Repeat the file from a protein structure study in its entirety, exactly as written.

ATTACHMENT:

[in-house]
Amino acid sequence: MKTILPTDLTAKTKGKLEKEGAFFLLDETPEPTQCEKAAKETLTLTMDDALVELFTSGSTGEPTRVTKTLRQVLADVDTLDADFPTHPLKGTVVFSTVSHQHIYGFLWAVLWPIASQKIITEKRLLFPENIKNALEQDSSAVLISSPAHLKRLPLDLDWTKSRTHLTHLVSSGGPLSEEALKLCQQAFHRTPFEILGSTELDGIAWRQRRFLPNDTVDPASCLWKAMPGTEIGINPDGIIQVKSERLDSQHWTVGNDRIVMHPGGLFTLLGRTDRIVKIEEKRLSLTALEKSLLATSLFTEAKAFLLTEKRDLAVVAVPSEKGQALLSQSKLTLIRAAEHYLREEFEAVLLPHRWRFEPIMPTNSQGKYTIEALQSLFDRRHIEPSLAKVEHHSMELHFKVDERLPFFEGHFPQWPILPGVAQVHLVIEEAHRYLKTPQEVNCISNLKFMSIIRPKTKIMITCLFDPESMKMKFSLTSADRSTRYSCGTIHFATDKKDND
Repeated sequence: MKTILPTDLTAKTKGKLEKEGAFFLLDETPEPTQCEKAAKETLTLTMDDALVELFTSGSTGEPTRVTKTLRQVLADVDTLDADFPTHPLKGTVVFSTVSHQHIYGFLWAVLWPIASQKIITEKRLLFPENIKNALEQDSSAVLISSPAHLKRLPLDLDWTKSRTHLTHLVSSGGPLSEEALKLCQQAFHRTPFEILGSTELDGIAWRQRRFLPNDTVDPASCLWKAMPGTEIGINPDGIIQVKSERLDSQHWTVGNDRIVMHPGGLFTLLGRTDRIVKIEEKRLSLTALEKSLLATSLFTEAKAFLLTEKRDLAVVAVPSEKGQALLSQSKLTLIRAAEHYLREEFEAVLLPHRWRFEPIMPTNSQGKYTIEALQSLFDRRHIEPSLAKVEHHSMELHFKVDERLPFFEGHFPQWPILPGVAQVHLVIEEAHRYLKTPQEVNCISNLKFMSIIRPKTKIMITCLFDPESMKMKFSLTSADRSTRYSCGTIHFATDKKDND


[in-house]
Amino acid sequence: MKTILPTDLTAKTKGKLEKEGAFFLLDETPEPTQCEKAAKETLTLTMDDALVELFTSGSTGEPTRVTKTLRQVLADVDTLDADFPTHPLKGTVVFSTVSHQHIYGFLWAVLWPIASQKIITEKRLLFPENIKNALEQDSSAVLISSPAHLKRLPLDLDWTKSRTHLTHLVSSGGPLSEEALKLCQQAFHRTPFEILGSTELDGIAWRQRRFLPNDTVDPASCLWKAMPGTEIGINPDGIIQVKSERLDSQHWTVGNDRIVMHPGGLFTLLGRTDRIVKIEEKRLSLTALEKSLLATSLFTEAKAFLLTEKRDLAVVAVPSEKGQALLSQSKLTLIRAAEHYLREEFEAVLLPHRWRFEPIMPTNSQGKYTIEALQSLFDRRHIEPSLAKVEHHSMELHFKVDERLPFFEGHFPQWPILPGVAQVHLVIEEAHRYLKTPQEVNCISNLKFMSIIRPKTKIMITCLFDPESMKMKFSLTSADRSTRYSCGTIHFATDKKDND
Repeated sequence: MKTILPTDLTAKTKGKLEKEGAFFLLDETPEPTQCEKAAKETLTLTMDDALVELFTSGSTGEPTRVTKTLRQVLADVDTLDADFPTHPLKGTVVFSTVSHQHIYGFLWAVLWPIASQKIITEKRLLFPENIKNALEQDSSAVLISSPAHLKRLPLDLDWTKSRTHLTHLVSSGGPLSEEALKLCQQAFHRTPFEILGSTELDGIAWRQRRFLPNDTVDPASCLWKAMPGTEIGINPDGIIQVKSERLDSQHWTVGNDRIVMHPGGLFTLLGRTDRIVKIEEKRLSLTALEKSLLATSLFTEAKAFLLTEKRDLAVVAVPSEKGQALLSQSKLTLIRAAEHYLREEFEAVLLPHRWRFEPIMPTNSQGKYTIEALQSLFDRRHIEPSLAKVEHHSMELHFKVDERLPFFEGHFPQWPILPGVAQVHLVIEEAHRYLKTPQEVNCISNLKFMSIIRPKTKIMITCLFDPESMKMKFSLTSADRSTRYSCGTIHFATDKKDND